GOD’S lobbyists move in mysterious ways. John Knox still looks down at MSPs on a daily basis as they pass his glowering statue in the courtyard of Scotland’s parliament, but today the greatest religious pressure on politicians comes not from pulpit-thumping preachers but from keyboard-tapping activists bathed in the cathode glow of computers wired into the worldwide web.
A network of highly-organised evangelical Christians who spread briefing papers to fellow travellers via the internet and meet discretely with government ministers is rivalling the power of many of Scotland’s elected representatives.
Devolution has brought Scotland’s churches closer to the centre of power than ever, allowing figures such as the late Cardinal Winning to be credited with diluting Executive plans to repeal Section 28 - but Labour insiders say much was down to the lesser known group Christian Action Research and Education (Care).
Emulating the Christian right in the US, Care has spent large sums on lobbyists to circumvent the electoral process and put morality firmly on the agenda in all the UK’s parliaments and assemblies: in Edinburgh, London, Cardiff and Belfast.
With an annual income of 2.4m, 60 staff based in Scotland, England, Wales and Northern Ireland and around 40,000 supporters "to promote Christian standards in society", Care has the ear of some of Britain’s most senior MPs and MSPs - meeting Deputy First Minister Jim Wallace and deputy justice minister Richard Simpson, to name but two Executive members, in recent months.
Since 1999 it has also relieved the financial burden on at least six MSPs by paying 3,000 a year to researchers, or "interns", to work in their private offices. At the height of the battle over Section 28, when millionaire Brian Souter spent around 1m fighting its repeal, one such intern worked for the then schools minister Peter Peacock. While Peacock firmly rejected any suggestion that this relationship benefited Care, the Christian charity which opposed repeal boasts on its website that its efforts ensured the law was replaced with strict guidelines on how homosexuality should be discussed in schools.
The register of MPs’ staff in the Commons shows that 14 elected members have authorised passes for individuals with direct links to Christian groups. One such individual works in the office of Iain Duncan Smith, the Conservative leader.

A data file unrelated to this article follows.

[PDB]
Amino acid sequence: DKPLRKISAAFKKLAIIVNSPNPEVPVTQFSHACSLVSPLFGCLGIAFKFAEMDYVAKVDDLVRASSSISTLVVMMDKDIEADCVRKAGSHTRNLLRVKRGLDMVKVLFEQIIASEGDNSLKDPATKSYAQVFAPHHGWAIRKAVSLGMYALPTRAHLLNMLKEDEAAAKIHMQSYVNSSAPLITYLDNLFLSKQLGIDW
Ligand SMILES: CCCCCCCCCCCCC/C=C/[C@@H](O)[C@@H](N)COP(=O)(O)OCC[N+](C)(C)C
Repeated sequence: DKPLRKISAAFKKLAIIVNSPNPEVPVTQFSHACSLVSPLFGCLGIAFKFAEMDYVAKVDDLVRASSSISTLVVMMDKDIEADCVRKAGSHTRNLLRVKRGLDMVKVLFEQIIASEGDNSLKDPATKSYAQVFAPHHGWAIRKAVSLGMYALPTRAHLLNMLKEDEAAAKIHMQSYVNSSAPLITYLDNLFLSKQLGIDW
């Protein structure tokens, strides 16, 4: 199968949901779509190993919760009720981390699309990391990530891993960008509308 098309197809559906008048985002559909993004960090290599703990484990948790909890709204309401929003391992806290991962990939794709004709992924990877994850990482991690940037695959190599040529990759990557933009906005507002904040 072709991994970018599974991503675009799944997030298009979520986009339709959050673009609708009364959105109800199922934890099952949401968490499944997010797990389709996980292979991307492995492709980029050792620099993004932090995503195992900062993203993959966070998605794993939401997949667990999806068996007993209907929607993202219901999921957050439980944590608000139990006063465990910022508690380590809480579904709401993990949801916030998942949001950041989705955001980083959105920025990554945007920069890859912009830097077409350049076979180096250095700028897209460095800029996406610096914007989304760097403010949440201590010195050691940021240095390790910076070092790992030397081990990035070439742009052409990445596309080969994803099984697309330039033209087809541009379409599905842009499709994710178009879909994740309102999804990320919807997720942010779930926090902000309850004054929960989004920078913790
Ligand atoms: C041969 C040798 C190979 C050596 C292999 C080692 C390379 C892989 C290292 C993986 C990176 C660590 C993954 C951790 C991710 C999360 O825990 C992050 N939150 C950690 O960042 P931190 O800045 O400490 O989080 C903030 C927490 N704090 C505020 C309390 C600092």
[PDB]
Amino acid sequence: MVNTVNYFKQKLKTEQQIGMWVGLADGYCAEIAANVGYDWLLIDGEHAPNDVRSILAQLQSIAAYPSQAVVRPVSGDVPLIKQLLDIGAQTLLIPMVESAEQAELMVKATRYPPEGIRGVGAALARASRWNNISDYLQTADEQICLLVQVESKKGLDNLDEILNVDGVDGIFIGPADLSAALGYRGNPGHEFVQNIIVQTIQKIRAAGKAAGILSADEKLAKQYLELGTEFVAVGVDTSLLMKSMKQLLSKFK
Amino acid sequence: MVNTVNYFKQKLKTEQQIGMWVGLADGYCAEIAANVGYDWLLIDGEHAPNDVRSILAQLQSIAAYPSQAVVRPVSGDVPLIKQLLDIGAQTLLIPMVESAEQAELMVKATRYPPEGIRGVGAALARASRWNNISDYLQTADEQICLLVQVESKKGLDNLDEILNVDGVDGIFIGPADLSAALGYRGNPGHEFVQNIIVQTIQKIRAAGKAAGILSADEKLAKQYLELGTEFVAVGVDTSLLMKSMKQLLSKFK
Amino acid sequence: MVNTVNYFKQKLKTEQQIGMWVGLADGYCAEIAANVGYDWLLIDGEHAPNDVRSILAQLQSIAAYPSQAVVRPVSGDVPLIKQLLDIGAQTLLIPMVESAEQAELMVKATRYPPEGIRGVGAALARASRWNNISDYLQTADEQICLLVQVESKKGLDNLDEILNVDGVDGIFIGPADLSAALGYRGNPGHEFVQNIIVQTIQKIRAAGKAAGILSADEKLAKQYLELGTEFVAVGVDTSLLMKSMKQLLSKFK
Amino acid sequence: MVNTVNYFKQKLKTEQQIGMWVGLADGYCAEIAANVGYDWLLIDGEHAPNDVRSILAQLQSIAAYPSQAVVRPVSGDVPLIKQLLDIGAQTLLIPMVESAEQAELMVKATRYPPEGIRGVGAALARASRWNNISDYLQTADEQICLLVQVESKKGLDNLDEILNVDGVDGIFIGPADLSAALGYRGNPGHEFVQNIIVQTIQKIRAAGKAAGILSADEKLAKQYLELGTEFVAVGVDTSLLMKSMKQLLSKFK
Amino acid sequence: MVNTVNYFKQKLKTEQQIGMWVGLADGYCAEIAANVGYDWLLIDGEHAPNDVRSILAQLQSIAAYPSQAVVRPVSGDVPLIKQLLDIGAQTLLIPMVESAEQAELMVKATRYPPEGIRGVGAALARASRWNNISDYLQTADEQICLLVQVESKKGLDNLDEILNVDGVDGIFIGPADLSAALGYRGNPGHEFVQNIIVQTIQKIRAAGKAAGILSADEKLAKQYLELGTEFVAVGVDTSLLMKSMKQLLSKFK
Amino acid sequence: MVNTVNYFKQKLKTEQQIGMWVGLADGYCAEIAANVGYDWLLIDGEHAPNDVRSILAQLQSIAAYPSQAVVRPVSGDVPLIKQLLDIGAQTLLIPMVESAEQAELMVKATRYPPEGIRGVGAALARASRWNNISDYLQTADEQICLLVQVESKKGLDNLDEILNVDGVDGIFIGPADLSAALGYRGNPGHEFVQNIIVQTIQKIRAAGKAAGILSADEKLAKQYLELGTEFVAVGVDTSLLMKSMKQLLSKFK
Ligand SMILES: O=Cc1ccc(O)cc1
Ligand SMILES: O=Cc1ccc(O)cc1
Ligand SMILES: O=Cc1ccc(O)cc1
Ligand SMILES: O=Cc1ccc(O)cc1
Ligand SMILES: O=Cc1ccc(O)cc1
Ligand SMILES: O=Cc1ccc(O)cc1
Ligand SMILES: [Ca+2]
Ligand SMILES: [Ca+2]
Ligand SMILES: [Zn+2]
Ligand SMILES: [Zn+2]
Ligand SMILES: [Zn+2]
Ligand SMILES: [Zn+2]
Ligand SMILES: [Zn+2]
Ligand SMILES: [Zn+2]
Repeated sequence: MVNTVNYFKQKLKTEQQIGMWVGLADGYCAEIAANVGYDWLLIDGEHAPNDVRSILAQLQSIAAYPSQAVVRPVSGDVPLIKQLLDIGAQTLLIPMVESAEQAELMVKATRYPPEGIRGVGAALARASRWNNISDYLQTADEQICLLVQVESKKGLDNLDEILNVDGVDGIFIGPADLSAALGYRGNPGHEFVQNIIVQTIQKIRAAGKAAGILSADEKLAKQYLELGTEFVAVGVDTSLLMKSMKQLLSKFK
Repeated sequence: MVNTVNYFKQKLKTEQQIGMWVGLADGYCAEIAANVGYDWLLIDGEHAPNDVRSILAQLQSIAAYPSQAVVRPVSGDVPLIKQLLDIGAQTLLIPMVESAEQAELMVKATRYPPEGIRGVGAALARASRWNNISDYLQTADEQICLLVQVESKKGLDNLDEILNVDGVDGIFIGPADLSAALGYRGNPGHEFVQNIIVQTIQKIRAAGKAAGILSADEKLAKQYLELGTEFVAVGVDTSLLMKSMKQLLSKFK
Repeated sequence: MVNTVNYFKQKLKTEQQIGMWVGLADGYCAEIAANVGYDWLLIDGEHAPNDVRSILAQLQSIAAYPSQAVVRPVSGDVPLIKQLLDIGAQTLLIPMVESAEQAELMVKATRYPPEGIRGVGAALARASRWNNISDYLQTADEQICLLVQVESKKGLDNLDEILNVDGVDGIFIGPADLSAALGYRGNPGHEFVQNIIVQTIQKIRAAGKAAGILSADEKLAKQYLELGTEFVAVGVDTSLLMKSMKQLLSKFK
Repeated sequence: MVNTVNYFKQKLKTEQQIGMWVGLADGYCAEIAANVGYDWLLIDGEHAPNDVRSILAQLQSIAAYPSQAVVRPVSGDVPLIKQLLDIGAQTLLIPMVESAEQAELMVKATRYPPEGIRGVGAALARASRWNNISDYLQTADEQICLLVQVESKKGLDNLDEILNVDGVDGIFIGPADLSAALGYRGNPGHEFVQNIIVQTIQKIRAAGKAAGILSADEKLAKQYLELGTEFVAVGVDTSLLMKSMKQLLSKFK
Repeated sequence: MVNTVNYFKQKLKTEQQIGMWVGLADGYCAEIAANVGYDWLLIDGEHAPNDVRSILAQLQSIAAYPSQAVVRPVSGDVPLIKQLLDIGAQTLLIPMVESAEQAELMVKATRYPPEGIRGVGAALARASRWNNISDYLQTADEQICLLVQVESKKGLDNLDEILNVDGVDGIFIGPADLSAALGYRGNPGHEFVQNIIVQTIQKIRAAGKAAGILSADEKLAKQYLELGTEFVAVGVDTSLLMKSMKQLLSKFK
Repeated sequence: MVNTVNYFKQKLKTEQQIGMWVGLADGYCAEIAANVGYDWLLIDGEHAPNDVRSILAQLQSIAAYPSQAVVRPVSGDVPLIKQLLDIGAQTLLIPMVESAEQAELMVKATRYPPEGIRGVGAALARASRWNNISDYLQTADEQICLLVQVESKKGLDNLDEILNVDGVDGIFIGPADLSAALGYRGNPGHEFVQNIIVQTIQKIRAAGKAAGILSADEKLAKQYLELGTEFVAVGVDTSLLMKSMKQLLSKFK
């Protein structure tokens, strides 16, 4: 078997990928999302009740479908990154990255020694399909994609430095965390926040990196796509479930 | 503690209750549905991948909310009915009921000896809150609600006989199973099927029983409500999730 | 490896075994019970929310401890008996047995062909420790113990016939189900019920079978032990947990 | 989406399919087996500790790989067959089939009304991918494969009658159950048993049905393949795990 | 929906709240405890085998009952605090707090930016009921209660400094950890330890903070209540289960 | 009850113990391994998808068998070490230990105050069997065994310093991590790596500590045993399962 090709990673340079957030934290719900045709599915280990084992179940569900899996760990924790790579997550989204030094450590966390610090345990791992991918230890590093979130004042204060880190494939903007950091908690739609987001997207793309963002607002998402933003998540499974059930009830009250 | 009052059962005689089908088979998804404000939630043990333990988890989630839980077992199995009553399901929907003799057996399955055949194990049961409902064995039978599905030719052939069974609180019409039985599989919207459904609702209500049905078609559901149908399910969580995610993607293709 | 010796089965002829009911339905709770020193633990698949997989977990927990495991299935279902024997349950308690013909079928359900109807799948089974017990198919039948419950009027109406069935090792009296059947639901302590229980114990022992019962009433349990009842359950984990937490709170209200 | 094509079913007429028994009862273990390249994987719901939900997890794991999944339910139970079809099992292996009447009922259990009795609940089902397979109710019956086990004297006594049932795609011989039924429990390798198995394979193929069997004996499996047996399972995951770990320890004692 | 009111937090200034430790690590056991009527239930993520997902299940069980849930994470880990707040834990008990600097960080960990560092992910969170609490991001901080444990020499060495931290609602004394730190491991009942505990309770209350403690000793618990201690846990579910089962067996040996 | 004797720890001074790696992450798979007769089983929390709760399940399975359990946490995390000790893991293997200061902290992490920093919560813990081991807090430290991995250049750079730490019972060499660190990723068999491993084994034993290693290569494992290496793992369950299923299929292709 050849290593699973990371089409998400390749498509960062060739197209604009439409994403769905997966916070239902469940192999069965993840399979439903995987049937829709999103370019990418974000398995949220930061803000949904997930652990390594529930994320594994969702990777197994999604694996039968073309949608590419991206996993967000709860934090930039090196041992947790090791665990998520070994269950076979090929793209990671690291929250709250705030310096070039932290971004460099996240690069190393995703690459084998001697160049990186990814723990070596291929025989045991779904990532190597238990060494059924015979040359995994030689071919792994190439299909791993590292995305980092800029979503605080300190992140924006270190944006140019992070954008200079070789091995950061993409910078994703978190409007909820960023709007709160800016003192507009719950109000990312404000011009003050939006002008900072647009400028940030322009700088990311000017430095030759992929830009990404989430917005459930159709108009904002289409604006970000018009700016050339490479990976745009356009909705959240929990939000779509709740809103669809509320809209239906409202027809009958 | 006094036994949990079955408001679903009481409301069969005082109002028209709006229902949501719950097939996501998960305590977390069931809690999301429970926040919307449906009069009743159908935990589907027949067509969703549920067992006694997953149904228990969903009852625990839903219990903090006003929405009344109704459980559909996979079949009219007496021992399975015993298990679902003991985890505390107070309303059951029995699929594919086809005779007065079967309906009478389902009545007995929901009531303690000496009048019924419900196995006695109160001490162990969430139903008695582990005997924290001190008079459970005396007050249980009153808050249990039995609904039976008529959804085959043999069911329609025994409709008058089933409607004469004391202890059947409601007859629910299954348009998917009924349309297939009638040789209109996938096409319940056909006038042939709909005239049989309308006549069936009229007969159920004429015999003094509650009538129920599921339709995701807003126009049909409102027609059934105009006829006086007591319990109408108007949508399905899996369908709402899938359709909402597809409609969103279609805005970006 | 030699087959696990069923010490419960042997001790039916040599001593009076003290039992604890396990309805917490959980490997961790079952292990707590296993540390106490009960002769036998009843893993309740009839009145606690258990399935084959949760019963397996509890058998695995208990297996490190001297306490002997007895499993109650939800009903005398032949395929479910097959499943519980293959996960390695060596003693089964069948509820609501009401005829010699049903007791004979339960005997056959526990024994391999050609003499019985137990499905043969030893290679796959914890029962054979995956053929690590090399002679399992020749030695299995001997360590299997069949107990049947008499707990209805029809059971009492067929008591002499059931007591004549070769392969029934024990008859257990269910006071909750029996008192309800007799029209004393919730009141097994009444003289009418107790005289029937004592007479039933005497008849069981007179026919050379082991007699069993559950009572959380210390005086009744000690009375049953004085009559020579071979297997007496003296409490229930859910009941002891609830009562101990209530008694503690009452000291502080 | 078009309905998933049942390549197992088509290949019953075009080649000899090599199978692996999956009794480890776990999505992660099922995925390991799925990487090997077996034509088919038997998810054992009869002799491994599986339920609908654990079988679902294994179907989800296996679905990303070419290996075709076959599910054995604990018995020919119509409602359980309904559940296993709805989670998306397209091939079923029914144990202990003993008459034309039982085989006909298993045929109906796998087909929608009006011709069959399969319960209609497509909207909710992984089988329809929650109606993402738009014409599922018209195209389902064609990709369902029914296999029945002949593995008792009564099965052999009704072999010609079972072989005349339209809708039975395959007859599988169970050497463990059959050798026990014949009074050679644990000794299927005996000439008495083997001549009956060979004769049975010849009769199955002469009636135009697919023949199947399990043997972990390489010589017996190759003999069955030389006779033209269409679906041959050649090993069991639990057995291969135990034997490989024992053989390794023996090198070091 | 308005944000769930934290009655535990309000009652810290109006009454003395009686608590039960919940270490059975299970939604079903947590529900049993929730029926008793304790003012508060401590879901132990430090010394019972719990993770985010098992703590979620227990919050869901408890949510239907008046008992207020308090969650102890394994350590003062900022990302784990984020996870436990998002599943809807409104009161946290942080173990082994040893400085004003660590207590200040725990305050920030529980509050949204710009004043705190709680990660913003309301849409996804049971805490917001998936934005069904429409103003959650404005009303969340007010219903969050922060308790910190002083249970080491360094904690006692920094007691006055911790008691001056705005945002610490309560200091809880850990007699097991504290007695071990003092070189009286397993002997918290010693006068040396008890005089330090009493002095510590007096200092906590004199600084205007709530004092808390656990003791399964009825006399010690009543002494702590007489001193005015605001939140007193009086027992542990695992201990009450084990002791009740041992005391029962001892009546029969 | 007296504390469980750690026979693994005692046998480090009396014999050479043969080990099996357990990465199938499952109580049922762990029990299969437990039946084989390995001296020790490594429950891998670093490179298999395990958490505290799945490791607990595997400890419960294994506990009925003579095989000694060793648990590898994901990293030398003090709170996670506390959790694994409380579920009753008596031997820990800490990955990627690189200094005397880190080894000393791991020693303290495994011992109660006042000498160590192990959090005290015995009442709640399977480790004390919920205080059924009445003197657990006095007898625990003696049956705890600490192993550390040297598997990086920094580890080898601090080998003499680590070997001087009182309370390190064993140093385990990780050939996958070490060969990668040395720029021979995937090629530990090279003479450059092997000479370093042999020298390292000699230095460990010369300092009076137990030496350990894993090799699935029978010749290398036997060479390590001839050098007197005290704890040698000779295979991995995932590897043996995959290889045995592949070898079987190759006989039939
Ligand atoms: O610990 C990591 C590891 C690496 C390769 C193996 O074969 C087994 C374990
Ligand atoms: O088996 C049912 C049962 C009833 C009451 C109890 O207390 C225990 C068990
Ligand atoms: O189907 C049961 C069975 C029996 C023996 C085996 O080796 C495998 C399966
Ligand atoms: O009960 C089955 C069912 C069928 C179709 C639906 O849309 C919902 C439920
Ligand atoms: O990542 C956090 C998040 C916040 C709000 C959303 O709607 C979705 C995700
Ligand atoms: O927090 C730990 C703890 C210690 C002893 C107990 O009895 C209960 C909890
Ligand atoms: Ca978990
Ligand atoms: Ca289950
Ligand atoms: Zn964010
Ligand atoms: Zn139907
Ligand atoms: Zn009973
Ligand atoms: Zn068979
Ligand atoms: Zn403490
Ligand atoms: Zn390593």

Care has a Westminster "public policy officer" and six interns, including one in the office of Stephen Timms, the minister in charge of the controversial Faith Schools initiative - a move to create more religious schools, which is backed by Care. Another Care intern is listed as working for Bill Tynan, chairman of the Scottish group of Westminster MPs.
Scottish parliamentary records show Care interns have also been working over the past year in the offices of SNP MSPs Michael Matheson and Gil Paterson, and of Tory MSPs Alex Fergusson and Murray Tosh. Care says another has been working for the deputy Scottish Tory leader Annabel Goldie and that its intern system is expanding - while denying that its interns lobby their employers.
The charity’s holy war against the "permissive society" goes much further than just opposing Section 28’s repeal. It has also claimed the credit for ensuring Scotland’s Adults With Incapacity Bill did not allow back-door euthanasia and has been resisting Executive plans to cut unwanted pregnancies by ensuring the morning after pill is made more widely available to schoolchildren.
Like other campaigning groups including the Evangelical Alliance Scotland, which has a Holyrood lobbyist in Jeremy Balfour and 20,000 members from 130 congregations of different denominations, Care has also resisted the lowering of the age of homosexual consent, regarding gay sex as a sin, and is fighting Executive plans for quicky divorces and new rights for cohabiting couples.
But while the organisation claims God is on its side, some critics claim the Christian Right poses a serious risk to the parliamentary process. Sociologist David Miller, of Stirling University’s media research institute, recently voiced concerns about such lobbyists before a Holyrood standards inquiry. He says it is no longer enough that the parliament regulates only commercial lobbyists and that Care and other outside organisations at the heart of Holyrood must be subjected to much greater scrutiny.
"We need to regulate the whole lot - groups like Care and in-house corporate staff. The system is open to abuse," he said. Groups who can afford it can gain undue influence in the parliamentary process. It’s basically the buying of the parliament."
But Scotland on Sunday has learned that far from receding, the Christian Right’s lobbying for the Lord is becoming ever more ambitious. Care’s next and most controversial step is to infiltrate the Scottish Labour party, the SNP, the Scottish Conservatives and the Liberal Democrats to influence their internal candidate selection procedures ahead of next year’s Holyrood elections.
In a message to activists, spread on the internet, Care is urging its estimated 3,500 Scottish supporters to "consider joining a political party" to help "give a strong moral lead in the Scottish parliament". Adam Atkinson, head of communications at Care, denies trying to subvert democracy, and says getting involved with political parties is preferable to the "regrettable" stand-off sparked by the Section 28 row.